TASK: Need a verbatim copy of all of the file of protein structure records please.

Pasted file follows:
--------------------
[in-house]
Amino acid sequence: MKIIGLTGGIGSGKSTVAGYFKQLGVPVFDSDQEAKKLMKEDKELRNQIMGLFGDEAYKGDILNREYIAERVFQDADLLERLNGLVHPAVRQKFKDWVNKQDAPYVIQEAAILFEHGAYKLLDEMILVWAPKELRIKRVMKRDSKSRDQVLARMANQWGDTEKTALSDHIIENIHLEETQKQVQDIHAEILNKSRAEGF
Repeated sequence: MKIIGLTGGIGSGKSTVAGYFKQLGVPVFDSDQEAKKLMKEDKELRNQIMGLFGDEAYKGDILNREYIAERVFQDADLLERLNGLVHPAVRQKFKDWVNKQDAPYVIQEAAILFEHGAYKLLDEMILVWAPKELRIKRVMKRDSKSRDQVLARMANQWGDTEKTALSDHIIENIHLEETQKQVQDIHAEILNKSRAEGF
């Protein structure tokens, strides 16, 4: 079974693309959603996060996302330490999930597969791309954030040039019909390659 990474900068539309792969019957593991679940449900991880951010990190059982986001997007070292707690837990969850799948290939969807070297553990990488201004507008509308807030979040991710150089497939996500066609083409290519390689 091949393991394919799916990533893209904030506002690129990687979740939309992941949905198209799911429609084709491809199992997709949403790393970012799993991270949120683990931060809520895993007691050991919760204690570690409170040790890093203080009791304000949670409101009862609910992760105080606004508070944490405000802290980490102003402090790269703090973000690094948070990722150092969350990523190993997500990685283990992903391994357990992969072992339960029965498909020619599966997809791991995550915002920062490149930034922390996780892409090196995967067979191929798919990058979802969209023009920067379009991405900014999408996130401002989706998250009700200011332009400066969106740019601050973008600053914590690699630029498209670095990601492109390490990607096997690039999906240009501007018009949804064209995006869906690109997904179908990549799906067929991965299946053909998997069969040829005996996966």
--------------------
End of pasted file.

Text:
[in-house]
Amino acid sequence: MKIIGLTGGIGSGKSTVAGYFKQLGVPVFDSDQEAKKLMKEDKELRNQIMGLFGDEAYKGDILNREYIAERVFQDADLLERLNGLVHPAVRQKFKDWVNKQDAPYVIQEAAILFEHGAYKLLDEMILVWAPKELRIKRVMKRDSKSRDQVLARMANQWGDTEKTALSDHIIENIHLEETQKQVQDIHAEILNKSRAEGF
Repeated sequence: MKIIGLTGGIGSGKSTVAGYFKQLGVPVFDSDQEAKKLMKEDKELRNQIMGLFGDEAYKGDILNREYIAERVFQDADLLERLNGLVHPAVRQKFKDWVNKQDAPYVIQEAAILFEHGAYKLLDEMILVWAPKELRIKRVMKRDSKSRDQVLARMANQWGDTEKTALSDHIIENIHLEETQKQVQDIHAEILNKSRAEGF
């Protein structure tokens, strides 16, 4: 079974693309959603996060996302330490999930597969791309954030040039019909390659 990474900068539309792969019957593991679940449900991880951010990190059982986001997007070292707690837990969850799948290939969807070297553990990488201004507008509308807030979040991710150089497939996500066609083409290519390689 091949393991394919799916990533893209904030506002690129990687979740939309992941949905198209799911429609084709491809199992997709949403790393970012799993991270949120683990931060809520895993007691050991919760204690570690409170040790890093203080009791304000949670409101009862609910992760105080606004508070944490405000802290980490102003402090790269703090973000690094948070990722150092969350990523190993997500990685283990992903391994357990992969072992339960029965498909020619599966997809791991995550915002920062490149930034922390996780892409090196995967067979191929798919990058979802969209023009920067379009991405900014999408996130401002989706998250009700200011332009400066969106740019601050973008600053914590690699630029498209670095990601492109390490990607096997690039999906240009501007018009949804064209995006869906690109997904179908990549799906067929991965299946053909998997069969040829005996996966």